After over nine hours of debate over mostly failed amendments, and delays, legislation that would re-regulate internet access by reinstating the Federal Communications Commission's 2015 Open Internet Order's Title II-based net neutrality rules is on its way to a vote in the full House, where it is likely to pass. An amended version of the Save the Internet Act (HR 1644) was approved by the House Commerce Committee on a party-line vote.
Federal Communications Commission General Counsel Thomas Johnson faced a skeptical panel of judges of the US Court of Appeals for the District of Columbia Circuit as he defended the agency's repeal of net neutrality rules and deregulation of the broadband industry.
The US Supreme Court has declined to hear the broadband industry's challenge of the Federal Communications Commission's 2015 order to impose net neutrality rules and strictly regulate broadband.
The US Senate voted to reverse the Federal Communications Commission's repeal of net neutrality rules, with all Democrats and three Republicans voting in favor of net neutrality. The Senate approved a Congressional Review Act (CRA) resolution that would simply undo the FCC's December 2017 vote to deregulate the broadband industry.
The Federal Communications Commission will move ahead with its vote to kill network neutrality rules Dec 14 despite an unresolved court case that could strip away even more consumer protections. FCC Chairman Ajit Pai says that net neutrality rules aren't needed because the Federal Trade Commission can protect consumers from broadband providers. But a pending court case involving AT&T could strip the FTC of its regulatory authority over AT&T and similar ISPs.
On May 8, when the Federal Communications Commission website failed and many people were prevented from submitting comments about network neutrality, the cause seemed obvious. Comedian John Oliver had just aired a segment blasting FCC Chairman Ajit Pai's plan to gut net neutrality rules, and it appeared that the site just couldn't handle the sudden influx of comments. But when the FCC released a statement explaining the website's downtime, the commission didn't mention the Oliver show or people submitting comments opposing Pai's plan. Instead, the FCC attributed the downtime solely to "multiple distributed denial-of-service attacks (DDoS)." These were "deliberate attempts by external actors to bombard the FCC's comment system with a high amount of traffic to our commercial cloud host," performed by "actors" who "were not attempting to file comments themselves; rather, they made it difficult for legitimate commenters to access and file with the FCC." The FCC has faced skepticism from net neutrality activists who doubt the website was hit with multiple DDoS attacks at the same time that many new commenters were trying to protest the plan to eliminate the current net neutrality rules. According to FCC CIO David Bray, FCC staff noticed high comment volumes around 3:00 AM the morning of Monday, May 8. As the FCC analyzed the log files, it became clear that non-human bots created these comments automatically by making calls to the FCC's API. Interestingly, the attack did not come from a botnet of infected computers but was fully cloud-based. By using commercial cloud services to make massive API requests, the bots consumed available machine resources, which crowded out human commenters. In effect, the bot swarm created a distributed denial-of-service attack on FCC systems using the public API as a vehicle. It's similar to the distributed denial of service attack on Pokemon Go in July 2016.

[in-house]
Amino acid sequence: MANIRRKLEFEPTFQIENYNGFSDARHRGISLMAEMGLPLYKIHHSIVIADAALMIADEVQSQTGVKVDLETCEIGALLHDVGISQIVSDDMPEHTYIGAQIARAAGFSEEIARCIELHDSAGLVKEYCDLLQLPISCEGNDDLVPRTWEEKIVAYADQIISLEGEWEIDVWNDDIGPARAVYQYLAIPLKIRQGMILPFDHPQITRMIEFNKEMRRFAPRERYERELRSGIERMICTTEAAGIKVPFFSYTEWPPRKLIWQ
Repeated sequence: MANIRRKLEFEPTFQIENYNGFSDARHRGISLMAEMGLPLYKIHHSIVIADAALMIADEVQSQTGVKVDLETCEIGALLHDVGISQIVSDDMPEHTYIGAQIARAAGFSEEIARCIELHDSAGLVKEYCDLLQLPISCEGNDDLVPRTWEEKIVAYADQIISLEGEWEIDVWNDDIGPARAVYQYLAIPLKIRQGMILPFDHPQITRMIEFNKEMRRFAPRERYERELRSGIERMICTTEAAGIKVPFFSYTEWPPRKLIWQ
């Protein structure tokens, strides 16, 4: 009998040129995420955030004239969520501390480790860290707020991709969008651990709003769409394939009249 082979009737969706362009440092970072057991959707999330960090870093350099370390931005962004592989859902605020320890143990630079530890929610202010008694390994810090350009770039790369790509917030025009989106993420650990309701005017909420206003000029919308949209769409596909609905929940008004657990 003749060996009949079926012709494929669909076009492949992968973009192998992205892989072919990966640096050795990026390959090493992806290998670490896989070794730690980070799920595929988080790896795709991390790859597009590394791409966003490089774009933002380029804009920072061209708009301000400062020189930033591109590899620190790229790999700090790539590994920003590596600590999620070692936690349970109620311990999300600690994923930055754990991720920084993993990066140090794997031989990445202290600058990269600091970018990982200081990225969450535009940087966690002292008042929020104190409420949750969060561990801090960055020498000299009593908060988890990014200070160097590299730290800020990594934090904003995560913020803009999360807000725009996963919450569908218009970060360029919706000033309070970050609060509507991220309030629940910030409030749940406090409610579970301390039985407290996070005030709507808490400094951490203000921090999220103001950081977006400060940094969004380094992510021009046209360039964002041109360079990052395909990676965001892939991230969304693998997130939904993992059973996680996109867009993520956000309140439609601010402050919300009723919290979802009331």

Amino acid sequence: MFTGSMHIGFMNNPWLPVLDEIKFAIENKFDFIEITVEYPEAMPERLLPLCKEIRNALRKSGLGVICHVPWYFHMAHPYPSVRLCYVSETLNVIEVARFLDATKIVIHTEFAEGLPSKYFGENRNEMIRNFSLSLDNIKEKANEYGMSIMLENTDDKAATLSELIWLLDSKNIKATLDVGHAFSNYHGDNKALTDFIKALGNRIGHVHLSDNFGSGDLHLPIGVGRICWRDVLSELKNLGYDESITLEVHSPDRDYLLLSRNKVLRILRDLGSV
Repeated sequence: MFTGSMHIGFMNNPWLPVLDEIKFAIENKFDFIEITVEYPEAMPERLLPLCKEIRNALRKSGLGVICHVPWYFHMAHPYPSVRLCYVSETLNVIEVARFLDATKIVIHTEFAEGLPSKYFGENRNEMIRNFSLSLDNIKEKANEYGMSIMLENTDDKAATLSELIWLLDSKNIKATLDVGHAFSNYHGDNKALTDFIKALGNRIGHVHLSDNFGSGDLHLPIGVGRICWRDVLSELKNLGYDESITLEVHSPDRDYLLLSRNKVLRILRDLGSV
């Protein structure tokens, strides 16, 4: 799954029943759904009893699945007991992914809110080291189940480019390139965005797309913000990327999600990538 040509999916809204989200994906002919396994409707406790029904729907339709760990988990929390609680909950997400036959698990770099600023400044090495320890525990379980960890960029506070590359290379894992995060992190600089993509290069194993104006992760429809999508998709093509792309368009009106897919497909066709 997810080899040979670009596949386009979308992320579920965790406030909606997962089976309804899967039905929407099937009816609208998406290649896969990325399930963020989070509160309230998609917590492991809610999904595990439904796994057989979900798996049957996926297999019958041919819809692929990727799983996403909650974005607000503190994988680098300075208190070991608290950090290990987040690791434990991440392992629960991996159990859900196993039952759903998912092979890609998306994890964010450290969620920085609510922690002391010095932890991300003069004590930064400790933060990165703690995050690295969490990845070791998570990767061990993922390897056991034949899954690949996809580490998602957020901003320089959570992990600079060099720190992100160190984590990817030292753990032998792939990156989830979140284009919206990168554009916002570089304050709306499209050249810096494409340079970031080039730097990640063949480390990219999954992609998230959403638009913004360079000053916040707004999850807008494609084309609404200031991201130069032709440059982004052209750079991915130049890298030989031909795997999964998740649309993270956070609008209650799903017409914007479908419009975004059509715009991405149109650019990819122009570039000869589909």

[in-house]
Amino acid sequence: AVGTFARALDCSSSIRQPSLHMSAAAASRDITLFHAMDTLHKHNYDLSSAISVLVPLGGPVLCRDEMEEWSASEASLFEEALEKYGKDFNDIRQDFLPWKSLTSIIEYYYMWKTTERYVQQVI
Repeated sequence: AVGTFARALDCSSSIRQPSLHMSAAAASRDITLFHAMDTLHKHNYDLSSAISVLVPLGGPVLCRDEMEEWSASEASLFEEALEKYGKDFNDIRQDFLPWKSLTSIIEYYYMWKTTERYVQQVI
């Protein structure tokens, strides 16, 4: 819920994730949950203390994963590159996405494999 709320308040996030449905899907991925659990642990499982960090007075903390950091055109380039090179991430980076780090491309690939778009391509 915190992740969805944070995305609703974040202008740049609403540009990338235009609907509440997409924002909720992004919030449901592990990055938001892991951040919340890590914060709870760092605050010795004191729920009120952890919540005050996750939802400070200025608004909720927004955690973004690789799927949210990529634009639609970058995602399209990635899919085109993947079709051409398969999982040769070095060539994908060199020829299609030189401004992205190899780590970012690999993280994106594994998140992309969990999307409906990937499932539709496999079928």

Comcast's hiring of a new lobbyist is part of an attempt to "torpedo" President Joe Biden's nomination of Gigi Sohn [Senior Fellow and Public Advocate at the Benton Institute for Broadband & Society] to the Federal Communications Commission, according to advocacy group Free Press. "Comcast just hired a lobbying firm to try to torpedo Gigi Sohn's nomination to the FCC," said Free Press.
SpaceX has abandoned a Starlink plan that Amazon objected to during a high-profile battle at the Federal Communications Commission in 2021, and wants to launch its second-generation broadband satellites starting in March 2022. But the dispute isn't over, as Amazon says that SpaceX's latest filing "raises a number of issues that call for analysis and a potential response" and asked the FCC for a month-long delay before comments are due.
Verizon is automatically enrolling customers in a new version of a program that scans mobile users' browser histories—even when those same users previously opted out of the program when it had a different name. The carrier recently announced changes to its "Verizon Selects" program along with a new name. "Verizon Custom Experience Plus is the new name of our Verizon Selects program," Verizon said in a FAQ.